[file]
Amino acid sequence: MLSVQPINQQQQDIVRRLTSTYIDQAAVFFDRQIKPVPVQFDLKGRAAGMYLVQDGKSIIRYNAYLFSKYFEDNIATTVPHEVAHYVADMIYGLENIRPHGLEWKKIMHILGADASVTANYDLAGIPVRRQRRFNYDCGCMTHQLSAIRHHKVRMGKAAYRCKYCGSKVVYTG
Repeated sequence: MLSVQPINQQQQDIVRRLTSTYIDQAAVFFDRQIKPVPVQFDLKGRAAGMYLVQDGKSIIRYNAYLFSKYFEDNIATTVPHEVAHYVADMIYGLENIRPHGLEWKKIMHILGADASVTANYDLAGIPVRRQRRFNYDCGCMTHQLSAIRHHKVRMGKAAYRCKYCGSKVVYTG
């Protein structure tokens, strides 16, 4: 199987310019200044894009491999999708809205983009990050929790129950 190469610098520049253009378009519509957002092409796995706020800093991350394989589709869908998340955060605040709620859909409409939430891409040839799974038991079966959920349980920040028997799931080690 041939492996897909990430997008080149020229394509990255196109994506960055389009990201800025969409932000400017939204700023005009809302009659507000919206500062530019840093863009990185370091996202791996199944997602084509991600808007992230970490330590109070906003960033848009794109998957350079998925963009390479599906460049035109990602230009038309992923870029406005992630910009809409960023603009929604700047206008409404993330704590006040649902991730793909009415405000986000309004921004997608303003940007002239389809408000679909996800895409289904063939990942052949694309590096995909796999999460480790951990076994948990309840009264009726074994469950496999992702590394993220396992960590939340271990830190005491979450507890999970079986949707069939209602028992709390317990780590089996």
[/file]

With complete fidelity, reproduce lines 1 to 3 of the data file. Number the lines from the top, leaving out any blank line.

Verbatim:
Amino acid sequence: MLSVQPINQQQQDIVRRLTSTYIDQAAVFFDRQIKPVPVQFDLKGRAAGMYLVQDGKSIIRYNAYLFSKYFEDNIATTVPHEVAHYVADMIYGLENIRPHGLEWKKIMHILGADASVTANYDLAGIPVRRQRRFNYDCGCMTHQLSAIRHHKVRMGKAAYRCKYCGSKVVYTG
Repeated sequence: MLSVQPINQQQQDIVRRLTSTYIDQAAVFFDRQIKPVPVQFDLKGRAAGMYLVQDGKSIIRYNAYLFSKYFEDNIATTVPHEVAHYVADMIYGLENIRPHGLEWKKIMHILGADASVTANYDLAGIPVRRQRRFNYDCGCMTHQLSAIRHHKVRMGKAAYRCKYCGSKVVYTG
């Protein structure tokens, strides 16, 4: 199987310019200044894009491999999708809205983009990050929790129950 190469610098520049253009378009519509957002092409796995706020800093991350394989589709869908998340955060605040709620859909409409939430891409040839799974038991079966959920349980920040028997799931080690 041939492996897909990430997008080149020229394509990255196109994506960055389009990201800025969409932000400017939204700023005009809302009659507000919206500062530019840093863009990185370091996202791996199944997602084509991600808007992230970490330590109070906003960033848009794109998957350079998925963009390479599906460049035109990602230009038309992923870029406005992630910009809409960023603009929604700047206008409404993330704590006040649902991730793909009415405000986000309004921004997608303003940007002239389809408000679909996800895409289904063939990942052949694309590096995909796999999460480790951990076994948990309840009264009726074994469950496999992702590394993220396992960590939340271990830190005491979450507890999970079986949707069939209602028992709390317990780590089996």